Newscasts

PNS Weekend Newscast - September 23rd, 2017 


Here's a look at what we're covering: Senator John McCain says no to the GOP's health care plan, a new survey takes a look at how residents in one state feel about the effort to real Obamacare, and International Day of Peace is being celebrated this weekend.

Daily Newscasts

Public News Service - ND: Environment

Illegal dumping of radioactive waste from oil wells has been rampant in North Dakota. (Tim Evanson/Flickr)

FARGO, N.D. - The North Dakota Department of Health could decide as soon as this week whether to grant a permit for a truck that transports and processes radioactive waste from oil wells. The request has been met with concern from critics, who say it lacks details and transparency. At a public hear

Missouri River water walkers near Coleharbor, N.D., are on their way to Standing Rock Indian Reservation and eventually, the Missouri's confluence with the Mississippi River. (Sara Thomsen/Nibiwalk.org)

BISMARCK, N.D. – Native American women are walking along the Missouri River to raise awareness for honoring and protecting it. They're expected to pass through the Standing Rock Indian Reservation Friday. Since their journey started in Montana a little more than three weeks ago, the women

Beekeepers only saw a 33 percent dip in colony numbers over the last year, a smaller decrease than in years past. (Marisa Lubec/U.S. Geological Survey)

BISMARCK, N.D. – A group has chosen North Dakota to demonstrate and collect data on the best practices for managing bees, as the species faces diminishing numbers nationwide. North Dakota's choice for the Bee Integrated Demonstration Project by the Honey Bee Health Coalition is no surprise.

North Dakotans in the Bakken region, where oil production is most heavily concentrated, have reported health problems they believe are the result of air pollution. (Tim Evanson/Flickr)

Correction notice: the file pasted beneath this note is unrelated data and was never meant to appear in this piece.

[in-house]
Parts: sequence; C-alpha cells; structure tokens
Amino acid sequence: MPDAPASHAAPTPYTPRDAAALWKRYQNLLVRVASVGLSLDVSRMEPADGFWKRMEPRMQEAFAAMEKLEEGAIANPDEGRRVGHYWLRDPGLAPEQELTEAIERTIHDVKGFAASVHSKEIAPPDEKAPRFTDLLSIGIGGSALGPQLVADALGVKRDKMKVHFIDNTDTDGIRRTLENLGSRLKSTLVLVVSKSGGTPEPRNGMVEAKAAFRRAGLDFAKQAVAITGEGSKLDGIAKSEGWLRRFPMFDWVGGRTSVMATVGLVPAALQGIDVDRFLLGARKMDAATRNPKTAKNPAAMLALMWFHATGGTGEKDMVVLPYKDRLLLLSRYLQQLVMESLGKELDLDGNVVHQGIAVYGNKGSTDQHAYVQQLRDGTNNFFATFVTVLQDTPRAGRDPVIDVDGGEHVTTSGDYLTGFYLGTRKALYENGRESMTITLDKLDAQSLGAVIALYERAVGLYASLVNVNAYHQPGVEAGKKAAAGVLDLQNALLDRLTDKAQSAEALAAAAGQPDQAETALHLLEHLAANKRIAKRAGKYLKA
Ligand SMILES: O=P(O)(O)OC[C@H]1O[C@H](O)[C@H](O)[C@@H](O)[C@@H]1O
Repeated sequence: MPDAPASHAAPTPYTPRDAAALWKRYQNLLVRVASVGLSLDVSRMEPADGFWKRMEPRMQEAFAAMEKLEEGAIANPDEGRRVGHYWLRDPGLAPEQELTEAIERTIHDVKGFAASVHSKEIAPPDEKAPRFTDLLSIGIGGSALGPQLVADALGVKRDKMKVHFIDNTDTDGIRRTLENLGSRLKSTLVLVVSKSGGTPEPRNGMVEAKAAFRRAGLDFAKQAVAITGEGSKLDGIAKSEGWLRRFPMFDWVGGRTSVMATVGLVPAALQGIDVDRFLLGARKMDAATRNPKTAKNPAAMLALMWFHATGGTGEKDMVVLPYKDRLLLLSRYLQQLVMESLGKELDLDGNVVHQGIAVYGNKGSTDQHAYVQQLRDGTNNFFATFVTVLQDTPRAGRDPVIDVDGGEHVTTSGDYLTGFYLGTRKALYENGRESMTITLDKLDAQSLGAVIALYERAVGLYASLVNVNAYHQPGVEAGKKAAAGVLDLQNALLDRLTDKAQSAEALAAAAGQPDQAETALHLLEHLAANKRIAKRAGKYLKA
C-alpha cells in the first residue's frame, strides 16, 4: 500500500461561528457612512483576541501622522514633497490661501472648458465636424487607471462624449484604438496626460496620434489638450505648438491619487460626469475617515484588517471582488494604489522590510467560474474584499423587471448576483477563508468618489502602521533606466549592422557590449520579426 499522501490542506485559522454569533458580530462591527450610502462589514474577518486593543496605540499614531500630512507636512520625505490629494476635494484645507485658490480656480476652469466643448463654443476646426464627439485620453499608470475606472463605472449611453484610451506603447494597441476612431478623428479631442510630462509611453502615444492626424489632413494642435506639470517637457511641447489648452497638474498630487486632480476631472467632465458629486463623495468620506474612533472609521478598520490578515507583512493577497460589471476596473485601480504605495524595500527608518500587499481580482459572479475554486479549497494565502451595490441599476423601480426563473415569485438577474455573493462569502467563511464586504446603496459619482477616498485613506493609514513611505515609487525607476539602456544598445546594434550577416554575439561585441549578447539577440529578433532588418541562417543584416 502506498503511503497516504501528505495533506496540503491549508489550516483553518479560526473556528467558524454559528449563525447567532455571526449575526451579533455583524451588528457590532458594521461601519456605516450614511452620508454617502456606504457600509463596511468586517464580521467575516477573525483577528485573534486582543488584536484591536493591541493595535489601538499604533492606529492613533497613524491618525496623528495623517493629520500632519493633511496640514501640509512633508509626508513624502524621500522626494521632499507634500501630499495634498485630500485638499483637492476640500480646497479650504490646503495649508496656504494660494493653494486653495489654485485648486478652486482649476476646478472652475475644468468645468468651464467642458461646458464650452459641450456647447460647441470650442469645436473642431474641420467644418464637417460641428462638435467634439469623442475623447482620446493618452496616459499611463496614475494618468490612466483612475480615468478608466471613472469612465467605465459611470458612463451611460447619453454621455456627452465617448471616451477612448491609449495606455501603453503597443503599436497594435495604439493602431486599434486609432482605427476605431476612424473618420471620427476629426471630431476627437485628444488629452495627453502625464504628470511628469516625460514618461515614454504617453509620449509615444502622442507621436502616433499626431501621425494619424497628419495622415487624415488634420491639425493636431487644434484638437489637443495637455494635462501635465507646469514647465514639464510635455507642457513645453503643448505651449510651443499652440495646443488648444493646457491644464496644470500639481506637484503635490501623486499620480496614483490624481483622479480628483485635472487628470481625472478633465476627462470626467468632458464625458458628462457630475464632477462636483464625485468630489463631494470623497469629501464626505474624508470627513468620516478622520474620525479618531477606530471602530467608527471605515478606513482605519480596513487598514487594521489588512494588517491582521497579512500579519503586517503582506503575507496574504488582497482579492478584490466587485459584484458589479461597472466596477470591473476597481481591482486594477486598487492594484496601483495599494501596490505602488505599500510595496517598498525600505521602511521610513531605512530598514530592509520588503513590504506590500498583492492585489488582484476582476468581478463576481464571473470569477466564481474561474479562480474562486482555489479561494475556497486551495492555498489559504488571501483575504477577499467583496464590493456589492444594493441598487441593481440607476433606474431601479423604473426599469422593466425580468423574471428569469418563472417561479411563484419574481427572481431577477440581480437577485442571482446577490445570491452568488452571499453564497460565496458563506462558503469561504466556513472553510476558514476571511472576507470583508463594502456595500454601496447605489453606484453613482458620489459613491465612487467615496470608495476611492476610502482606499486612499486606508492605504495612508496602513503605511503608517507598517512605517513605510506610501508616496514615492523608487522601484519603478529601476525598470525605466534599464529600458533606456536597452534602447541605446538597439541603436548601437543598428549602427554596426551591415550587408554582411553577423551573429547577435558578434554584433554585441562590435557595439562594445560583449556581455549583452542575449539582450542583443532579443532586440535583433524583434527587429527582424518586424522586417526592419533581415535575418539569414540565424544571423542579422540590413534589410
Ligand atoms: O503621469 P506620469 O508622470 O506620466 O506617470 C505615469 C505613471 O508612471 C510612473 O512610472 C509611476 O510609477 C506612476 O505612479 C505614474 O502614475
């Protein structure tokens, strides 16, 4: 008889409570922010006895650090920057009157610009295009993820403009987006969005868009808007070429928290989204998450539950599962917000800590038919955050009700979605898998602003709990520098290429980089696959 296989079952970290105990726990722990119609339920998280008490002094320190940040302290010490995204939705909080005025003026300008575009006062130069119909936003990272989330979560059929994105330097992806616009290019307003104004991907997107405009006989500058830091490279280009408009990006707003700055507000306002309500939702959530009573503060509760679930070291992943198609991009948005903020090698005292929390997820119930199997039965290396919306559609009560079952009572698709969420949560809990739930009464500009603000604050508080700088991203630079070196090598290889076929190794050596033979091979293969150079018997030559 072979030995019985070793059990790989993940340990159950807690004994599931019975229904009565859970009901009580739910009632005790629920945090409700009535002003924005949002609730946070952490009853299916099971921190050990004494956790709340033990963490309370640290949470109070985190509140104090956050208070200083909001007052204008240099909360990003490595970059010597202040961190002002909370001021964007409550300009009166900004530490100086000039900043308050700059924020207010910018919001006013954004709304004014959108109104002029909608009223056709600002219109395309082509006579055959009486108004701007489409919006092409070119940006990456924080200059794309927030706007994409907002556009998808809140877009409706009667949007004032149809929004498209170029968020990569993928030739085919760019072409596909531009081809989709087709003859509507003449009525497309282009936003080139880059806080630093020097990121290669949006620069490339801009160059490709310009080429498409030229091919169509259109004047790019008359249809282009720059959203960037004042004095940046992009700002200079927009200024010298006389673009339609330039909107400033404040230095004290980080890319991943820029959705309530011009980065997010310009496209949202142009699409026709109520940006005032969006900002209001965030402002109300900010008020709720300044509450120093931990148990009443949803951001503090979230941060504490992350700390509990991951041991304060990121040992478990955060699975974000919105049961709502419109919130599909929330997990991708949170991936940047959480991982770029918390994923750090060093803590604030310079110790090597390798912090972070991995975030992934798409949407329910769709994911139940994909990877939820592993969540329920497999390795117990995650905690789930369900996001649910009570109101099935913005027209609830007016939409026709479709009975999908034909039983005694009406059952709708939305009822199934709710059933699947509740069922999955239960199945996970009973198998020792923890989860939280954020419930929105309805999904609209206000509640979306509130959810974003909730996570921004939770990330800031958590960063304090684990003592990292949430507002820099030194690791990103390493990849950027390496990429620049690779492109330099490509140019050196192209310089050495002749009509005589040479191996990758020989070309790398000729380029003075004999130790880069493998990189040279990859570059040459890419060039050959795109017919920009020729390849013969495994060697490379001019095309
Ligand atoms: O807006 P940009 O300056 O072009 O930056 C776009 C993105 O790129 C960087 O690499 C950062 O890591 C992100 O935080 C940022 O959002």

BISMARCK, N.D. – North Dakotans are still fighting air pollution, even as the Environmental Protection Agency takes the next steps toward removing regulations on methane-flaring at oil and gas well sites. A new report from the Dakota Resource Council finds methane is affecting local resident

North Dakota's two U.S. senators disagreed on the fate of a BLM rule that prevents methane-gas venting and flaring at oil developments on public and tribal land. (Tim Evanson/Flickr)

BISMARCK, N.D. -- North Dakota tribes say the U.S. Senate's decision not to overturn a rule requiring energy developers to limit methane gas leaks and flaring on tribal land is a win for their health and the environment. However, the state's Senators split their votes on that decision. In a statem

Oil and gas companies lose about $330 million a year to methane venting, flaring and leaking on public lands. (Tim Evanson/Flickr)

BISMARCK, N.D. – Congress could decide as soon as this week the fate of the Methane and Waste Prevention Rule, and North Dakotans who see the greatest impact from this regulation are speaking up. Members of Congress are considering repealing the Bureau of Land Management rule, which limits t

New federal rules could lead to cuts in waste gas flaring from North Dakota oil fields, but the state and some oil and gas producers have opposed them. (WildEarth Guardians/Flickr)

BISMARCK, N.D. -- The Bureau of Land Management issued some new rules that are irking the oil and gas industry, but the agency says they were proposed for their health and environmental benefits. The regulations are expected to reduce the amount of gas flared or released from oil wells. During the

Chairman Archambault (left) and Chief Arvol Looking Horse are involved in the latest fight against the Dakota Access Pipeline that also spotlights decades of racial discrimination against Native populations in North Dakota. (Photo by Jenni Monet)

BISMARCK, N.D. - For many members of the Lakota Sioux Tribe, the battle against the Dakota Access Pipeline is just the latest symptom of a longstanding racial divide in North Dakota. Native Americans in the state are jailed and live in poverty at much higher rates than their white neighbors, and so

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